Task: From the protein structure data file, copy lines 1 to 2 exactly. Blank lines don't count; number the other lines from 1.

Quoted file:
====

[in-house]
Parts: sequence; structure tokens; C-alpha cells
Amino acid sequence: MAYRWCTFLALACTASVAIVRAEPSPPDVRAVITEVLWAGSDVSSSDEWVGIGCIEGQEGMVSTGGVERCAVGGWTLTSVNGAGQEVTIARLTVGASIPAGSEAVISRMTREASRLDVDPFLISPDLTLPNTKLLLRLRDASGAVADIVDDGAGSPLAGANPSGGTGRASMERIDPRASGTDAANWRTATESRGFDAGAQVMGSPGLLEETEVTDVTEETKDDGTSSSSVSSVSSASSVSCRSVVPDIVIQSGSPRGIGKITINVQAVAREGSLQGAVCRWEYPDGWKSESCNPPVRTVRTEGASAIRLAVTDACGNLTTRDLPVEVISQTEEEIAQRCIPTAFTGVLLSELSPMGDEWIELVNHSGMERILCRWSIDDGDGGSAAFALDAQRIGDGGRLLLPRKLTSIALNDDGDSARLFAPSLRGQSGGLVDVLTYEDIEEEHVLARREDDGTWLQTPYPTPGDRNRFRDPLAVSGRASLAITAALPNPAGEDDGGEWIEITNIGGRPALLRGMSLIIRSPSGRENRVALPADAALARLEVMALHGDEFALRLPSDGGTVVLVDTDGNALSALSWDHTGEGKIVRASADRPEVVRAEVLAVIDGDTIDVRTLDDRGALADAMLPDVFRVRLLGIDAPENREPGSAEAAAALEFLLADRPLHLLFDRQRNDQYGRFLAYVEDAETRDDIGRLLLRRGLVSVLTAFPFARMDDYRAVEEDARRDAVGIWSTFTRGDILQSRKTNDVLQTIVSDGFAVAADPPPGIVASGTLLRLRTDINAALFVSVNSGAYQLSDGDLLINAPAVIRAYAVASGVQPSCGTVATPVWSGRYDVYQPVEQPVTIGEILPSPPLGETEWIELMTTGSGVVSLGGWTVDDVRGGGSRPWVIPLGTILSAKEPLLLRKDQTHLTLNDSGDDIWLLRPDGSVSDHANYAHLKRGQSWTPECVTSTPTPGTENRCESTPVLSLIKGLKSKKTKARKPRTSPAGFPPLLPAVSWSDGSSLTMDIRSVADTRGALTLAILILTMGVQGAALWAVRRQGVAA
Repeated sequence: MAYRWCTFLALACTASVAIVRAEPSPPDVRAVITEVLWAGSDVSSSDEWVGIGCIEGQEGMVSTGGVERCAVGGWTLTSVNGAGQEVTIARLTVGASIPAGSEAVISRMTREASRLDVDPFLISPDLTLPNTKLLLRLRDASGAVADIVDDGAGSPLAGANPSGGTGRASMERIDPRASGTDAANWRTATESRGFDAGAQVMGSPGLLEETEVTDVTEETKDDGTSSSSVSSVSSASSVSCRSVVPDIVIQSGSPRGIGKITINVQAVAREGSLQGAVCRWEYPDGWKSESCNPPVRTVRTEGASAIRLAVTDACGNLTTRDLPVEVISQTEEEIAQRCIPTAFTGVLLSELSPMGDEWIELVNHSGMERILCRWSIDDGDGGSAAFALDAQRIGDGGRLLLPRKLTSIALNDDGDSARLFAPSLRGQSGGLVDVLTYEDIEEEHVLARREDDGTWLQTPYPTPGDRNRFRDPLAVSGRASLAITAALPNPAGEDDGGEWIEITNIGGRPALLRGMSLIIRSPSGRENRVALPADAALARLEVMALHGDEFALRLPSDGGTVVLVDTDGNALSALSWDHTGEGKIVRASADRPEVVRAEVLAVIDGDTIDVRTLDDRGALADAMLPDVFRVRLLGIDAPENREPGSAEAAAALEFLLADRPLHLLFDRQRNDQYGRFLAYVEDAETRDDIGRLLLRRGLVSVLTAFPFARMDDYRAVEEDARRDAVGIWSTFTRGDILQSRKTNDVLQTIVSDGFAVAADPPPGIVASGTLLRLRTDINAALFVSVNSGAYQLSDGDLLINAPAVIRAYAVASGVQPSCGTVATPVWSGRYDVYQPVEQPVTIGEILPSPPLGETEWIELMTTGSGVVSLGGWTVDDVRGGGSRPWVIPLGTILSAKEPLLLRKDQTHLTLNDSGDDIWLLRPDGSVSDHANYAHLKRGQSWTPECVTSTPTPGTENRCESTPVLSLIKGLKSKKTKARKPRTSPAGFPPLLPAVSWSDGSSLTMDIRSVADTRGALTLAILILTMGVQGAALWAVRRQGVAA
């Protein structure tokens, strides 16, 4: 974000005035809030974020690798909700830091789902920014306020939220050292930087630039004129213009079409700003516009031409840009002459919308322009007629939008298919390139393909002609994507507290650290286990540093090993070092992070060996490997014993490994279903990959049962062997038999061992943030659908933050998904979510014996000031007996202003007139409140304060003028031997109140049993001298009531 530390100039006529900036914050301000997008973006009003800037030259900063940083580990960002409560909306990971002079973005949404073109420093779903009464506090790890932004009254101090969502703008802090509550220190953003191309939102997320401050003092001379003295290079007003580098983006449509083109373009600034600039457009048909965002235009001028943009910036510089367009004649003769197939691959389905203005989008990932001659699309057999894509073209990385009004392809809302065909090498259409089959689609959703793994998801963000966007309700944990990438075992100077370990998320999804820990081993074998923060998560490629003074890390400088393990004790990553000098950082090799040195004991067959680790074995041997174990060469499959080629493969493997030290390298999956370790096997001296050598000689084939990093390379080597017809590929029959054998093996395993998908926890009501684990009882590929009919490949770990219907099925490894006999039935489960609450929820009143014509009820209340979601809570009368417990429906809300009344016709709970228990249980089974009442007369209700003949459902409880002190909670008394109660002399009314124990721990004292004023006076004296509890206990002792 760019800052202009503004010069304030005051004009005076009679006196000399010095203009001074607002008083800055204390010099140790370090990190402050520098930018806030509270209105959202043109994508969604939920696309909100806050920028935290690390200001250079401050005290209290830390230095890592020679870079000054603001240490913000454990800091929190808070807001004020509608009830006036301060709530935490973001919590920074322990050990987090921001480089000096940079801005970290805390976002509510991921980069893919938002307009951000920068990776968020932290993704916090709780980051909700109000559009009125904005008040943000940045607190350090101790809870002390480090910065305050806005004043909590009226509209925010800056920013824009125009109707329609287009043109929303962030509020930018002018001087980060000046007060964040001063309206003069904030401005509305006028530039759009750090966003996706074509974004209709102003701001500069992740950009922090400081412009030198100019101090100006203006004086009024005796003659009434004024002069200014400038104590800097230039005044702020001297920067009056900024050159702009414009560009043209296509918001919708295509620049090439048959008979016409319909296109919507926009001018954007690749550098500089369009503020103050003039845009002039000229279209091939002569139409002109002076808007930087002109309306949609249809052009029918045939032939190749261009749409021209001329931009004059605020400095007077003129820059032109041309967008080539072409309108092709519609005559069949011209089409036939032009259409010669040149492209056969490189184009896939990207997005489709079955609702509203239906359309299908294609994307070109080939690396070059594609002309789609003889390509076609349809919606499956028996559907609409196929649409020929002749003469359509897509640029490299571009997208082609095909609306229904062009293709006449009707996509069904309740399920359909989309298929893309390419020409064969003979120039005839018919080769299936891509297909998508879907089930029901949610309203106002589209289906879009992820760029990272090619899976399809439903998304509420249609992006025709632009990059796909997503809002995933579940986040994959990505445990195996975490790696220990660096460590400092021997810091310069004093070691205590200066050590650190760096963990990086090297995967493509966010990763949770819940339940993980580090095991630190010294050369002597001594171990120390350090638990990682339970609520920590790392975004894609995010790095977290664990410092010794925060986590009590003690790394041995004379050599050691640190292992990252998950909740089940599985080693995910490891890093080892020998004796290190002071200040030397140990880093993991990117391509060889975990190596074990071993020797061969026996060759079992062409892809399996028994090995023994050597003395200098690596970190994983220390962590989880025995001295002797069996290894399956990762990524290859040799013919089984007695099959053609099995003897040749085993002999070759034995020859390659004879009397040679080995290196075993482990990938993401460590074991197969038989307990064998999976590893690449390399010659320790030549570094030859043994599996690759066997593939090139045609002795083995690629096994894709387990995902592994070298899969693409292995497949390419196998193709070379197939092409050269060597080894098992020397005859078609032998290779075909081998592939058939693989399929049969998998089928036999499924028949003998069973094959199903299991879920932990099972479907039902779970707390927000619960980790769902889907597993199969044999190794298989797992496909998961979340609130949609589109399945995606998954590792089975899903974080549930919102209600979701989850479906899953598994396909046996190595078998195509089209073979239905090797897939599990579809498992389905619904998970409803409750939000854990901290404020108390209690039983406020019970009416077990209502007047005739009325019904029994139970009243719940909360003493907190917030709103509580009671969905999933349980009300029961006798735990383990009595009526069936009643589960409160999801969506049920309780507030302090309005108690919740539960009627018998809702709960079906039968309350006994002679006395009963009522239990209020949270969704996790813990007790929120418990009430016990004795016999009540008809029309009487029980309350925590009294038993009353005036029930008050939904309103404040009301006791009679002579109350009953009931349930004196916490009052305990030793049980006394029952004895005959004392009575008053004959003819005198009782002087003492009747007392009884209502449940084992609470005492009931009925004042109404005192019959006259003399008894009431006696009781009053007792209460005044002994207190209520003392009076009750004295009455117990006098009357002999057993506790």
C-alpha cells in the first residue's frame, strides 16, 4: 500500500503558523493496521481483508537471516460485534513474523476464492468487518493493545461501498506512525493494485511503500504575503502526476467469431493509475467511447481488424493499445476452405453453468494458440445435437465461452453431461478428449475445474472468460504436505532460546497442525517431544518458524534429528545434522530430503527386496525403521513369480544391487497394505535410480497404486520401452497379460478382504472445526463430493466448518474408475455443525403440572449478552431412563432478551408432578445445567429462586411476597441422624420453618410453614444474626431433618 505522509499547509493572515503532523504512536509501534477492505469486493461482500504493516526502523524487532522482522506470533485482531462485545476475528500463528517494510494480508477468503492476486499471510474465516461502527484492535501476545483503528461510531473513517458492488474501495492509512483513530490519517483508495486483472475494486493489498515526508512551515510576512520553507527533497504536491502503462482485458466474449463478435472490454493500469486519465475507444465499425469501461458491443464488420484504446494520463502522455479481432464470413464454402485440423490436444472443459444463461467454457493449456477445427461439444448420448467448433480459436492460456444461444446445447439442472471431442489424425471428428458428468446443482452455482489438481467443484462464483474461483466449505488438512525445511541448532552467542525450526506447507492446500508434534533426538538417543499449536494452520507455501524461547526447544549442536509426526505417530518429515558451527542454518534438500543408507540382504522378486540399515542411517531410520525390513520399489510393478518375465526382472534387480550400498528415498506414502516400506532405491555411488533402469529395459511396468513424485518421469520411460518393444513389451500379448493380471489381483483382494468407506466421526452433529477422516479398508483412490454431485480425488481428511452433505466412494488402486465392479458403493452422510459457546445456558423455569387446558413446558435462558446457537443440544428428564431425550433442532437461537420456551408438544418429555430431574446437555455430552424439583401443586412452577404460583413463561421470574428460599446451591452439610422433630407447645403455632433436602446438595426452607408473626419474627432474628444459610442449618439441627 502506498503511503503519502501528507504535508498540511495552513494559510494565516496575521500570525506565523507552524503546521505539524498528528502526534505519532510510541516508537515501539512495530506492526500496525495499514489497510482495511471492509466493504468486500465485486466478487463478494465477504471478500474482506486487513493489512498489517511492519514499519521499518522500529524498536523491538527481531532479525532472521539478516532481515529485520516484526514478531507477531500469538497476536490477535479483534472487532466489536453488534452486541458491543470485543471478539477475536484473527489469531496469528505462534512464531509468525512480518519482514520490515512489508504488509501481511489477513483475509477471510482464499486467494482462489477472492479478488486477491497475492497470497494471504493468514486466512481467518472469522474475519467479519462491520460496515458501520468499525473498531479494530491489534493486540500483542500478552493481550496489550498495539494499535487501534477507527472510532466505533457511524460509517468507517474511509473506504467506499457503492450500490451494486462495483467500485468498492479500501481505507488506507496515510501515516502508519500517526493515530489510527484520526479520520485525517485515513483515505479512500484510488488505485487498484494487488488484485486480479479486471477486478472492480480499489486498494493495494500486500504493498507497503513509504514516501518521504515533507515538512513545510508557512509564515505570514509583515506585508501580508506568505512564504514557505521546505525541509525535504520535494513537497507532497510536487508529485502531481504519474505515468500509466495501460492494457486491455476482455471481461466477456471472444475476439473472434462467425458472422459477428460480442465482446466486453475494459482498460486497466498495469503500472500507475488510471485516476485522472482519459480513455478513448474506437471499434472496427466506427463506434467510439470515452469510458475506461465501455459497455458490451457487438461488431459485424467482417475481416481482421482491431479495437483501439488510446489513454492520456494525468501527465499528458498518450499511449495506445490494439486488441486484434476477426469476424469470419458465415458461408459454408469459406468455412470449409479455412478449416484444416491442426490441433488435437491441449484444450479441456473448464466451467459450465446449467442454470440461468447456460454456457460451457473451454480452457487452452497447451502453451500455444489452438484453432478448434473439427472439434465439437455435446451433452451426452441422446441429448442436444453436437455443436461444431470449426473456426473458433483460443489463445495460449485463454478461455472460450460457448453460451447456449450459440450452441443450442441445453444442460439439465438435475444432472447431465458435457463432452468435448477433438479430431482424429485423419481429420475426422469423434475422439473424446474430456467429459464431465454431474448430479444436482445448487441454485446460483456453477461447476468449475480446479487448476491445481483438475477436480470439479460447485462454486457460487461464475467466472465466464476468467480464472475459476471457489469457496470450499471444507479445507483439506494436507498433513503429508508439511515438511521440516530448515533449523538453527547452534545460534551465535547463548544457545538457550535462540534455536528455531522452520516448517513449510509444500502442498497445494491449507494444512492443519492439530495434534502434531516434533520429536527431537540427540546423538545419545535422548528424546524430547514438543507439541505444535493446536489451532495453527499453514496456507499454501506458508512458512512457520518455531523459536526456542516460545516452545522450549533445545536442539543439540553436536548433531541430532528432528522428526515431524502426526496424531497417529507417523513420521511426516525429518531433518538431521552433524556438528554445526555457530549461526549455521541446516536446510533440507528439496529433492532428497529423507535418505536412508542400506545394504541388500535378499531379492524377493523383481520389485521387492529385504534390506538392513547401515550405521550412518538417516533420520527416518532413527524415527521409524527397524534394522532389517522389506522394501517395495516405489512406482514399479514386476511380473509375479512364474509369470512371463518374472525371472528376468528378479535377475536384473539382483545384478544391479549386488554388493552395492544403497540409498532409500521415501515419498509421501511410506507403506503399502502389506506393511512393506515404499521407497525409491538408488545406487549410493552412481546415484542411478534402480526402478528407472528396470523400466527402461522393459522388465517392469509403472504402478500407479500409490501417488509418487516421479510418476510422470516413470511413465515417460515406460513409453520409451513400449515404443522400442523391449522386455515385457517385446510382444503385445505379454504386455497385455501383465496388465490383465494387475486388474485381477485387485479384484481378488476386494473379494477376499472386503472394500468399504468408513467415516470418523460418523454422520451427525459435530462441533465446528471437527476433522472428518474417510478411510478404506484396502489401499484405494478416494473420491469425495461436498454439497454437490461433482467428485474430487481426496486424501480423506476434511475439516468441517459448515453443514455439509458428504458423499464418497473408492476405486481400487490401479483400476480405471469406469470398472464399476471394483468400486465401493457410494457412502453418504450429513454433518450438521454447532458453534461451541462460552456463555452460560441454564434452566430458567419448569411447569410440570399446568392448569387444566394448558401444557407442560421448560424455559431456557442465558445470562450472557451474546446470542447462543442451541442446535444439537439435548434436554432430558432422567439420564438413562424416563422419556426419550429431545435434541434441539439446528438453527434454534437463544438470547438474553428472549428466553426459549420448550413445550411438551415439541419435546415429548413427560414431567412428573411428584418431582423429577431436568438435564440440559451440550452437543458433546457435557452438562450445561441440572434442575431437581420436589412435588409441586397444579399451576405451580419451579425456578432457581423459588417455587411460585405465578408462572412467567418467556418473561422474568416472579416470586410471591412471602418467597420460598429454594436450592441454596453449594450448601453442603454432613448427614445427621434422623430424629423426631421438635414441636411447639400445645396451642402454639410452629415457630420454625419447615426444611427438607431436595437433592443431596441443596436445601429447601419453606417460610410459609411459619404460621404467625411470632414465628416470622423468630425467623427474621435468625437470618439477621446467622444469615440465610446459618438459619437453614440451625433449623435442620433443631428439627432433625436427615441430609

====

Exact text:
[in-house]
Parts: sequence; structure tokens; C-alpha cells